You may have probably seen Kombucha all over the place. Splashed over Instagram, in health food shops, in cafes and at the gym. Health claims that seem to good to be true and in some cases a price tag that doesn’t seem justifiable. New superfoods pop up all the time and in all honesty most of it is nonsense. So are the claims true, what even is Kombucha and can it help you if you have IBS?
What is Kombucha?
Kombucha is a fermented drink that has been around for centuries, originating in China. The components of kombucha include (1):
- black or green tea – containing antioxidants and caffeine
- sugar – needed to ‘feed’ the bacteria and the fermentation of the sugar leads to the release of carbon dioxide, which gives the drink some fizz
- Symbiotic Culture of Bacteria and Yeast or a SCOBY – a key component to the fermentation process, eating the sugar reducing the sugar content of the drink. It is comprised of various bacterias. The various bacterias are thought to have different health effects, which is probably where a lot of the health claims have come from
Once these ingredients have all been mixed together they are left to ferment for around 7 – 10 days. Once this process is complete the drink is full of polyphenols, fibre, vitamins, antibiotic substances and bacteria.
Due to the array of healthy components found in the drink kombucha has become a cure for all manner of diseases and health issues. Health claims have included its anti-inflammatory properties, reducing blood pressure, improving your immune system and helping your gastrointestinal function. But which of these are actually true and is it worth investing in?
Side note: due to the fermentation process kombucha will contain a small percentage of alcohol. If you are intolerant or want to avoid it is best not to consume this drink.
What does it do?
Well, unfortunately to date there are no great quality studies to back up all these claims. But that isn’t to say it isn’t worth drinking. More studies are currently being conducted and there are still some benefits to kombucha despite lack of clinical trials in humans.
Due to the ingredients in kombucha, it may help to relieve constipation, improve your immune system and you may see increased vitality upon consumption of the beverage. This is most likely due to the probiotic properties from the SCOBY and the antioxidants found in the tea (2). If you want to learn more about probiotics head over to my introduction to probiotics post.
It is also worth being aware that kombucha in some cases, particularly if home brewed, can have some unfortunate side effects such as dizziness, nausea and headaches (3). This is usually due to unsafe and unhygienic preparation of SCOBY. To avoid any issues make sure to buy your kombucha from a reputable source.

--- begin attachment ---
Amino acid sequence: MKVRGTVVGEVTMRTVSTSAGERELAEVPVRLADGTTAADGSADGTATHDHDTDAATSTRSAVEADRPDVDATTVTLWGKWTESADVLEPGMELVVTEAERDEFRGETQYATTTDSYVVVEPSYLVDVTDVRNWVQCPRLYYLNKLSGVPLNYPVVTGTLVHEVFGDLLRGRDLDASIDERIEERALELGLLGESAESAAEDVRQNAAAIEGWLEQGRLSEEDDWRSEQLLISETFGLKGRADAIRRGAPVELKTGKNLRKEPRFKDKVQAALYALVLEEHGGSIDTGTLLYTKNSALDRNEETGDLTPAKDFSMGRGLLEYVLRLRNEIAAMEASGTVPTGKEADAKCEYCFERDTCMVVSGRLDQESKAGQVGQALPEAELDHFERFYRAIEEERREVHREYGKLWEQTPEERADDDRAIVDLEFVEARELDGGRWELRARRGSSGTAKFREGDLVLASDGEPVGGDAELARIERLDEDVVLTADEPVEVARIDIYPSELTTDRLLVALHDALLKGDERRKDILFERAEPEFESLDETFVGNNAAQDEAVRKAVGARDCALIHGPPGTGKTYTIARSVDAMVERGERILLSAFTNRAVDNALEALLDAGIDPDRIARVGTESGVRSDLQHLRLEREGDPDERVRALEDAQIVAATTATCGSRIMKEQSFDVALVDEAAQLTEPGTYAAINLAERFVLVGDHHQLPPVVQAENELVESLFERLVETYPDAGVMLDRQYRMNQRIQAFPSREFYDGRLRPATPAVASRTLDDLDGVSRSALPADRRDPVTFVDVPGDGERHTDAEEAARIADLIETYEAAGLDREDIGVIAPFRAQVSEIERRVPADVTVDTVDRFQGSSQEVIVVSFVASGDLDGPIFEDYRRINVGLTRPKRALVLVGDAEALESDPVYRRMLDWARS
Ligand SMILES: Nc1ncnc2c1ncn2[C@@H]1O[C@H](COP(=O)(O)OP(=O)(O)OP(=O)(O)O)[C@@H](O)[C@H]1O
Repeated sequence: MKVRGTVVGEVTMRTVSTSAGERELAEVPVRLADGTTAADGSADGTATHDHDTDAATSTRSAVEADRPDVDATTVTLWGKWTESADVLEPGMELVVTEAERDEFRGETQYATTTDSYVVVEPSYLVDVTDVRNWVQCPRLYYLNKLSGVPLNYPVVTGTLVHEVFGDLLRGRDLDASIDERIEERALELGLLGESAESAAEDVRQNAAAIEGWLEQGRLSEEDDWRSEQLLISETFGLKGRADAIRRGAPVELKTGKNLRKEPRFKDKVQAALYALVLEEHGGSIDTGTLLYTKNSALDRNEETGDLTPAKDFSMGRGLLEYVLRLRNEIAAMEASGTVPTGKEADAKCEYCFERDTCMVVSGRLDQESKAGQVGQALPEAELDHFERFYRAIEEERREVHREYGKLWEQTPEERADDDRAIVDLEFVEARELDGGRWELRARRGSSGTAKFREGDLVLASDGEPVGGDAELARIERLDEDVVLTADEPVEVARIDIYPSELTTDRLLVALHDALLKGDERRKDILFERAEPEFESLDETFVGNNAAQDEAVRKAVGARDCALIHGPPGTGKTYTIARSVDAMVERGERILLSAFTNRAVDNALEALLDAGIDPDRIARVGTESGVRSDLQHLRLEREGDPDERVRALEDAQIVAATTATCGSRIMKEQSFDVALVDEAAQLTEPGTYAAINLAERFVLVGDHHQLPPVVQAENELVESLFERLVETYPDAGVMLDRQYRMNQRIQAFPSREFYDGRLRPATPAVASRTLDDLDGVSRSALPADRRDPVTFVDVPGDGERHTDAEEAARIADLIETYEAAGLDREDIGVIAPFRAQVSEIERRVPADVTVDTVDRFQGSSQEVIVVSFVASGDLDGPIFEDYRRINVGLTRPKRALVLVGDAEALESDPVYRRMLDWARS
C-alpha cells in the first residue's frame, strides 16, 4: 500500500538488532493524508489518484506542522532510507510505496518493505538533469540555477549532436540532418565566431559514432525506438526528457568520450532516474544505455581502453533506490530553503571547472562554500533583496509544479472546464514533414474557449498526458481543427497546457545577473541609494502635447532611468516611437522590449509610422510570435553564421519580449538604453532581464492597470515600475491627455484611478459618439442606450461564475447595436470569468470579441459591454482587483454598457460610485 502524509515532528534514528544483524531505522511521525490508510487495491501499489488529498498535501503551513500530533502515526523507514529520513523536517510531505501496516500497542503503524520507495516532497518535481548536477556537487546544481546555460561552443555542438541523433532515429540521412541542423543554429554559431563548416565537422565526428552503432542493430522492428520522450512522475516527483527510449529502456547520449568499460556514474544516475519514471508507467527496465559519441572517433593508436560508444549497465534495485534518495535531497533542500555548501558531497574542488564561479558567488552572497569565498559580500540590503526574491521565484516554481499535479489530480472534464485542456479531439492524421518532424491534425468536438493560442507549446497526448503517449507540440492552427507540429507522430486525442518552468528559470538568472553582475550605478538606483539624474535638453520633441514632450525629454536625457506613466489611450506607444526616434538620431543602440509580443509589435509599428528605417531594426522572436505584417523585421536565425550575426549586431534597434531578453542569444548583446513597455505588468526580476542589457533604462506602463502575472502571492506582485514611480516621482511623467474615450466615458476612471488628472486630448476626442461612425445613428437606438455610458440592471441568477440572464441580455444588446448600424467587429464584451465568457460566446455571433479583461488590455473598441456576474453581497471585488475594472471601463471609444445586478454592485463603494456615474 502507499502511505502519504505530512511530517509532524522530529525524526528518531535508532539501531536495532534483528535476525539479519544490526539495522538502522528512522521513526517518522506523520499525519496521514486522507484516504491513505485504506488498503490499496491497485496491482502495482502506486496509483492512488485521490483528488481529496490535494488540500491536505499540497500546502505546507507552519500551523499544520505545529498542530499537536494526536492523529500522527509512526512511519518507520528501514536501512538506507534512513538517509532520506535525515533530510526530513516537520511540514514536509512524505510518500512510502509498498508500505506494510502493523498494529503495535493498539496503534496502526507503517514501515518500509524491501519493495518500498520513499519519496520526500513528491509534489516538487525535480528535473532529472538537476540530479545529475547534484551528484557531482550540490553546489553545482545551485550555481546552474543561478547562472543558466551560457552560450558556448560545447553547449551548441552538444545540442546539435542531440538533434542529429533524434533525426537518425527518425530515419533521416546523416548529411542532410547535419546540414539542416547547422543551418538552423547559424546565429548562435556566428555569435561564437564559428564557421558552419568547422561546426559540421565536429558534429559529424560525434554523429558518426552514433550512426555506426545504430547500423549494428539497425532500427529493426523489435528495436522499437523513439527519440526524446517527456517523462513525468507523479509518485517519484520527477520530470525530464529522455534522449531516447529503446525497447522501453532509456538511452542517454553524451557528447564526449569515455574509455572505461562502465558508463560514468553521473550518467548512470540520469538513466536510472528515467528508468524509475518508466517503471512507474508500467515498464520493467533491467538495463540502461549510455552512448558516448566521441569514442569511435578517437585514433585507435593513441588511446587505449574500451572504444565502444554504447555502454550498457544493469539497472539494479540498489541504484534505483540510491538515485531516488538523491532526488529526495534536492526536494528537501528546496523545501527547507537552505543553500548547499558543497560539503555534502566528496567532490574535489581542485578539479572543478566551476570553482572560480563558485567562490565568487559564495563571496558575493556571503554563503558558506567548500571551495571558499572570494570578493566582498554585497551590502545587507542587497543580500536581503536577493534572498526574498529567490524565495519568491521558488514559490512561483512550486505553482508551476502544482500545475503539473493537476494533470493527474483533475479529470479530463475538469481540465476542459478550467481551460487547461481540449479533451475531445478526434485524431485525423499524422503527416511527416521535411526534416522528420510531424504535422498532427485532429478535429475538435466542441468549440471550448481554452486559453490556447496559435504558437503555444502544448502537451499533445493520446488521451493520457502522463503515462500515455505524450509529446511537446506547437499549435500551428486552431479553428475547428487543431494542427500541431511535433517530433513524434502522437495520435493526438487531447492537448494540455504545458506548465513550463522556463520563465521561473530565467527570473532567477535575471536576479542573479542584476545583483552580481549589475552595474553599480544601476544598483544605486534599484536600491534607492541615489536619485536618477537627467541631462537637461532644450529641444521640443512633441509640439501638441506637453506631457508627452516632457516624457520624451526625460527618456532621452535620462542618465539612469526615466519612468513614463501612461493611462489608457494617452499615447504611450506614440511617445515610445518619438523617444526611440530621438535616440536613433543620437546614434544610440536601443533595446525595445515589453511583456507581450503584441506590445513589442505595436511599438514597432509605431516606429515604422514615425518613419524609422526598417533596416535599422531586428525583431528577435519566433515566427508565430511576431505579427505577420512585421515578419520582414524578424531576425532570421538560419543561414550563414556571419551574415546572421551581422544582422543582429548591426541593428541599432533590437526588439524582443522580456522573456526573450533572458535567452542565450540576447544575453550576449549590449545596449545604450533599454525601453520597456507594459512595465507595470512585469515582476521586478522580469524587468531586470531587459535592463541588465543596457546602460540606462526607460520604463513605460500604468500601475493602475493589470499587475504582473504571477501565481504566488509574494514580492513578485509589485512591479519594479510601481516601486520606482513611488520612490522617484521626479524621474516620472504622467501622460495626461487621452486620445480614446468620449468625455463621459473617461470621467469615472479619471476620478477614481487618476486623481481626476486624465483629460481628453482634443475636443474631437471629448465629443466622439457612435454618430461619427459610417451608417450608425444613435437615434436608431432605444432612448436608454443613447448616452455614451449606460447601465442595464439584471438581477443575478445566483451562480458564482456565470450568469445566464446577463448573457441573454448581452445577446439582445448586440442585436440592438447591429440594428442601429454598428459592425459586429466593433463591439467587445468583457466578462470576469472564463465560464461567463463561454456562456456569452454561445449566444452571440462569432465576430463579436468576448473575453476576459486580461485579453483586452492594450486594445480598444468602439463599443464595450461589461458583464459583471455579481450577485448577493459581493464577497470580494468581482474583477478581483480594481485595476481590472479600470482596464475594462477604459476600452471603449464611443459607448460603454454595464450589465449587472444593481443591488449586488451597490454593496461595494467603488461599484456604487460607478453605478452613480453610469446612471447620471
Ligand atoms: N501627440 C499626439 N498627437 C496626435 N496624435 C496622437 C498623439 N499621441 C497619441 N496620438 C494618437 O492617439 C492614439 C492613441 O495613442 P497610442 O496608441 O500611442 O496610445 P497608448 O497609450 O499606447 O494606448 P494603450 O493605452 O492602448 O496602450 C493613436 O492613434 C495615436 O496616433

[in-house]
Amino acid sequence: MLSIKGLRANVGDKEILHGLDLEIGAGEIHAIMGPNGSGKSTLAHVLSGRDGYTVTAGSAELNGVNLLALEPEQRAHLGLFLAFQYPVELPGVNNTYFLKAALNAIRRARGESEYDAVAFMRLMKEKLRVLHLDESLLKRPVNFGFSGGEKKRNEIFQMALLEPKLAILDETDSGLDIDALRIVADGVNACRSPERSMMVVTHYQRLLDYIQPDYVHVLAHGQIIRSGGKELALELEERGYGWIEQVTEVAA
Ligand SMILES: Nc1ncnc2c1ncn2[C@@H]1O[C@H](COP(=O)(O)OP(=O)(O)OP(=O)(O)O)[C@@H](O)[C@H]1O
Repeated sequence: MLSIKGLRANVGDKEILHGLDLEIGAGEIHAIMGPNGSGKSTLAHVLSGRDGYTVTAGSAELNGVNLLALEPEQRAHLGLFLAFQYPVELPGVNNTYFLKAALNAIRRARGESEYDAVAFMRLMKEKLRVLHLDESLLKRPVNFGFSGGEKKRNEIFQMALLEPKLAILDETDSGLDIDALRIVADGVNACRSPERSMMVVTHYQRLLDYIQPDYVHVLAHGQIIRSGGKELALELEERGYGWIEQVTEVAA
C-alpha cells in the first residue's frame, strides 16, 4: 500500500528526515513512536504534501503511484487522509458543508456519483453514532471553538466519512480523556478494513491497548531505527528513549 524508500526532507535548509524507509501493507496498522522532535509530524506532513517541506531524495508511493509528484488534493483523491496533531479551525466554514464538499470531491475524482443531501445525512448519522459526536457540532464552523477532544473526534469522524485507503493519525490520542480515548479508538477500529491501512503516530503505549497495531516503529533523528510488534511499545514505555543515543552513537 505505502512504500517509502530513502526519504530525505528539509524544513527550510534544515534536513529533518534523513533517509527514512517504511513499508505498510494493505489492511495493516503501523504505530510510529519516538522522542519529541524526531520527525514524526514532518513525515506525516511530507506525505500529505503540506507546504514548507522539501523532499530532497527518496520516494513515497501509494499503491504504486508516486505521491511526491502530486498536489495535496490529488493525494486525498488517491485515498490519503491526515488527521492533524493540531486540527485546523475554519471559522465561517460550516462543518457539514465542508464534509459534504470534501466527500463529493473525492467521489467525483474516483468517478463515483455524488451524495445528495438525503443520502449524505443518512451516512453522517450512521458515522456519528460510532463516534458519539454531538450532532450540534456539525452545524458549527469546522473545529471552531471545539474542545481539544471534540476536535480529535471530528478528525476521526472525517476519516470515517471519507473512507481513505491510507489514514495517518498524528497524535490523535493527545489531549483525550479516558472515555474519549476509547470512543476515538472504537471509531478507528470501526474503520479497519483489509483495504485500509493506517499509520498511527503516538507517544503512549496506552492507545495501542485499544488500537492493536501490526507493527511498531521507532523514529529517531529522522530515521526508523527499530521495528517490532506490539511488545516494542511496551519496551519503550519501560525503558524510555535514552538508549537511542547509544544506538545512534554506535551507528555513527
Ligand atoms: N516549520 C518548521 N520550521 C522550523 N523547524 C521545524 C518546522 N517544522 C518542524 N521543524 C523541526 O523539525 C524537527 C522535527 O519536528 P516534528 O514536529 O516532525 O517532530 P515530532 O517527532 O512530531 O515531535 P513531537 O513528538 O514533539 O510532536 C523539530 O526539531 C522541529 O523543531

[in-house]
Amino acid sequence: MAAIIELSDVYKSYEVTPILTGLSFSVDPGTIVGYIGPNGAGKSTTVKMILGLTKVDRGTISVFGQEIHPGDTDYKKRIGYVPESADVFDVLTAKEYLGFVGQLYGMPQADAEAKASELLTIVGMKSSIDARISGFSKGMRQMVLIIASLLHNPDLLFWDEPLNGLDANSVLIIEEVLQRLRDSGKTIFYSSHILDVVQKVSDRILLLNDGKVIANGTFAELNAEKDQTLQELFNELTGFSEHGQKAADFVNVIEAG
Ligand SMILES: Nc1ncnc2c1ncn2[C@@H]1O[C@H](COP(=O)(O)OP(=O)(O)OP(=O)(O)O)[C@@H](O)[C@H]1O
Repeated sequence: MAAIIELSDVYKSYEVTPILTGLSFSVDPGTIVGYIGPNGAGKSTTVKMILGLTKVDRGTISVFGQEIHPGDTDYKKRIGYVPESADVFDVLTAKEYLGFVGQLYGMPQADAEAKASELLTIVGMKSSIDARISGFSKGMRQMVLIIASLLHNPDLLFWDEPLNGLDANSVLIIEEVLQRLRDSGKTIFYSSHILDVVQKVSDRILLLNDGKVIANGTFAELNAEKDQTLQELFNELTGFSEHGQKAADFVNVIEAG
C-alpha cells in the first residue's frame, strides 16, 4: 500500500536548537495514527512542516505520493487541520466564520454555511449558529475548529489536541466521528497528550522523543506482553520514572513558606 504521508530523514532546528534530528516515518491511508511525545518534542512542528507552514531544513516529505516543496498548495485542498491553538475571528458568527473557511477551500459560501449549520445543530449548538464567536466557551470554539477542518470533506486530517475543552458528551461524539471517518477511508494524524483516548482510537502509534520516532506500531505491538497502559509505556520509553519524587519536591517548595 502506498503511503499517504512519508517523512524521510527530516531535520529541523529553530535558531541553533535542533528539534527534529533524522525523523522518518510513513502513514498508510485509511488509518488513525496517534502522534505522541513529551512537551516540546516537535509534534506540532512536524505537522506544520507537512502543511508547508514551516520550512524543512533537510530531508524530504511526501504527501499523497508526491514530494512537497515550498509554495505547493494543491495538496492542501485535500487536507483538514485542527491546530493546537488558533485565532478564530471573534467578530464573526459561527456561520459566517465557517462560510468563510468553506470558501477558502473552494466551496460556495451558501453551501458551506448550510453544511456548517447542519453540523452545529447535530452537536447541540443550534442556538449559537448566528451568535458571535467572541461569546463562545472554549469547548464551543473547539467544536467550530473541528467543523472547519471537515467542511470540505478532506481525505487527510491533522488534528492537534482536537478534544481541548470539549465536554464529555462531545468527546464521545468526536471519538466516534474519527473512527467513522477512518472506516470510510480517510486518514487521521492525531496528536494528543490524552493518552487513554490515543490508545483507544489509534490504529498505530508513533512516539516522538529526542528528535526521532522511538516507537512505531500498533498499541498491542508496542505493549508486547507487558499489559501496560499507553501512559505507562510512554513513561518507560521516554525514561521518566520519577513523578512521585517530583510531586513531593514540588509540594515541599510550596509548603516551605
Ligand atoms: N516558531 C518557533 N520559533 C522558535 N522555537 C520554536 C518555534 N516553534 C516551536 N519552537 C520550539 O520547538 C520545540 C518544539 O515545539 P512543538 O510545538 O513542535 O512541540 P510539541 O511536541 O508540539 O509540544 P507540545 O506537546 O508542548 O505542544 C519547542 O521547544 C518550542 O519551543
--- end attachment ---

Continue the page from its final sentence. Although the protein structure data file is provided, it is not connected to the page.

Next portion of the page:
Is it FODMAP friendly?
While kombucha may help with digestive issues it is actually a high FODMAP food meaning for some with IBS it may worsen symptoms. Due to it being a high FODMAP food, stick to portion sizes. Personally I find I can tolerate kombucha quite well with no IBS flare afterwards, however I don’t drink more than two small bottles a week. This is what works for me, experiment with how much you can tolerate, starting small with how much you drink and increase gradually.
The takeaway message:
It’s a delicious drink which comes in a variety of flavours. My favourite is any flavoured with ginger. I find it helps settle my stomach to drink things with ginger in them and kombucha is no exception. The drink has the potential to help your IBS issues as it contains probiotics and some fibre, both of which have been found to help with IBS. Remember though that is is a high FODMAP food and to stick to a portion size. If you are finding your IBS symptoms worsen after consuming try to limit your consumption or avoid altogether.
Also remember if you do fancy trying some make sure to buy the brands that have less than 3% sugar!
So the claims aren’t all true and this isn’t the superfood of all superfoods but there is some mechanistic support of the potential health benefits and it won’t hurt you to drink some now and then. At the end of the day there is no one food that will ever cure all health issues and make you feel super human. It’s all about balance, eating in moderation and with variety.
- Kapp, J. M., & Sumner, W. (2019). Kombucha: A systematic review of the empirical evidence of human health benefit. Annals of epidemiology, 30, 66-70.
- .Vina I, Semjonovs P, Linde R, Denina I. Current evidence on physiological avtivity and expected health effects of kombucha fermented beverage. J Med Food. 2013 Sep 2;17(2):179-188.
- Srinivasan R, Smolinske S, Greenbaum D. Probable gastrointestinal toxicity of Kombucha Tea. J Gen Intern Med 1997; 12:643-644.